Taiwan’s TWSE Index gained 2.03%, benefiting from strength in the global technology sector. Taiwanese exports remained weak and continued to fall for the ninth consecutive month in May, in part because of low demand from China amid its slow economic recovery, according to the Ministry of Finance (MOF). Exports last month were down 14.1% YoY to US$36.13 billion, and imports slid 21.7% YoY to US$31.25 billion, leaving a trade surplus of US$4.89 billion, up 130.4% YoY.

Singapore’s STI gained 1.49%. Singapore’s non-oil domestic exports (NODX) slumped by 14.7% YoY in May, worse than forecasts of an 8.1% drop, and after a 9.8% decline in April. The latest reading marked the 8th consecutive period of contraction and the steepest fall in three months, due to faster drops in sales of both electronic and non-electronic products. Sales decreased mainly to Hong Kong (-41.2%), Malaysia (-26.2%), and Japan (-20.4%), while sales to the US (+4.8%), and China (+3.7%) rose. On a seasonally adjusted basis, NODX plunged 14.6% in May, reversing sharply from a downwardly revised 2.6% gain in April, missing market consensus of a 1.3% decline.

Malaysia’s KLCI declined 0.75%. MIDF Research forecasts headline Consumer Price Index (CPI) inflation to moderate to 3.0% in 2023 from 3.4% last year with upward price pressures from food inflation and increased demand. The Statistics Department reported that Malaysia’s Producer Price Index (PPI) contracted at a faster pace of 4.6% YoY in May 2023 versus the 3.0% drop posted in the preceding month.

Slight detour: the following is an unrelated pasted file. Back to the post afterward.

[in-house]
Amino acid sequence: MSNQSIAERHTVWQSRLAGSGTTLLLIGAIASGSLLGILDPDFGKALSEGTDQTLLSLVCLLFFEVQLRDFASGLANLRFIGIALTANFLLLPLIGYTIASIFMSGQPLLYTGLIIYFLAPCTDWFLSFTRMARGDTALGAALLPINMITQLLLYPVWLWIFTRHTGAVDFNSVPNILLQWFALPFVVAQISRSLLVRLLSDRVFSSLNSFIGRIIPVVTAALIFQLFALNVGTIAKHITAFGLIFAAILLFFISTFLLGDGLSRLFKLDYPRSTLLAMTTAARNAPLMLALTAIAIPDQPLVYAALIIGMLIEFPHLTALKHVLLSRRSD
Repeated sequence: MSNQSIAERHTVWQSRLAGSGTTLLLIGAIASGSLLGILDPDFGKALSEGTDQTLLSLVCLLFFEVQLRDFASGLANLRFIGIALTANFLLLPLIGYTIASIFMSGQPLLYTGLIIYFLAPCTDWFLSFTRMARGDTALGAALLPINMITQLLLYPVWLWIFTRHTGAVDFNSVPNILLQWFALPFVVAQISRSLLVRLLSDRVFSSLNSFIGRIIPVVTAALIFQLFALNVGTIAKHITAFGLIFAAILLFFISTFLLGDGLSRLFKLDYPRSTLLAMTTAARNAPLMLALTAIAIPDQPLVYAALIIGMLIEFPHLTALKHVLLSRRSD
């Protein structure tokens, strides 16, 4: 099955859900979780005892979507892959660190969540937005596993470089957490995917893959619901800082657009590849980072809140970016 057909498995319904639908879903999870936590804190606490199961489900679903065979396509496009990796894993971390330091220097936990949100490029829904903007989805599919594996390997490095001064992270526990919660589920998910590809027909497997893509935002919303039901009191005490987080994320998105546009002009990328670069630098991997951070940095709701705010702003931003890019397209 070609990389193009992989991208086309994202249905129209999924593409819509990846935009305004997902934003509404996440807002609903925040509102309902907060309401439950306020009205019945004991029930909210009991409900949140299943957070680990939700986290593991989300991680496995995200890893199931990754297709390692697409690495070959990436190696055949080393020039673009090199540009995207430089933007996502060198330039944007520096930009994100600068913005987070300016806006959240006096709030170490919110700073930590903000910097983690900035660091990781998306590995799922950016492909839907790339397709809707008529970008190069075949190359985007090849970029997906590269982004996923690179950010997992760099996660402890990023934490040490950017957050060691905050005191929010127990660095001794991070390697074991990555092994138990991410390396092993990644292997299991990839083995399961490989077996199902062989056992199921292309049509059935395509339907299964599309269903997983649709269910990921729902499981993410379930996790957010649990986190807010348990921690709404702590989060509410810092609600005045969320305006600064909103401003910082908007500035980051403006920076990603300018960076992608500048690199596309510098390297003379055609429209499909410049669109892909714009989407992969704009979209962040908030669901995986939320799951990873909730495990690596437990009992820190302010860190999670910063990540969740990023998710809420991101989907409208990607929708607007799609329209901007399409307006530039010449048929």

Thailand’s SET Index declined 1.98% amidst political uncertainty following the general election. Thailand’s industrial output fell 3.14% YoY in May, better than market expectations of a 4.5% drop and following an upwardly revised 8.71% slump in the previous month. It was the eighth consecutive month of decrease in industrial activity, but the smallest decline since February, boosted by strength in the crucial tourism sector and higher investment. For the first five months of the year, the country’s industrial production shrank by 4.49% from a year earlier. On a monthly basis, industrial output surged by 14.23% in May.

Jakarta Composite Index eked out a small gain of 0.43%. The S&P Global Indonesia Manufacturing PMI declined to 50.3 in May 2023 from April’s six-month high of 52.7. The latest figure indicated the 21st straight month of expansion but the weakest pace since last November, as output grew softer amid a renewed contraction in new orders. Indonesia’s May inflation figures (+0.09% MoM, +4.00% YoY) were lower than consensus expectations of +0.32% MoM, +4.24% YoY and lower than the Bank of Indonesia’s inflation forecast of +4.51% YoY.

The Philippines PSE Index declined -0.14%. The annual inflation rate in the Philippines dropped to 6.1% in May 2023 from 6.6% in the previous month, less than market forecasts of 6.2%. It was the lowest reading since last June, with food prices increasing the least in eight months (7.4% vs 7.9% in April).

Vietnam’s VN-Index gained 4.19% despite soft economic data. The S&P Global Vietnam Manufacturing PMI fell to 45.3 in May 2023 from 46.7 in April, indicating the sixth deterioration in business conditions in the past seven months and registering the sharpest decline since September 2021 due to weakened demand. New orders decreased at the fastest pace in 20 months, with export orders falling for the third consecutive period. As a result, firms also reduced output for the third successive month and at a marked pace.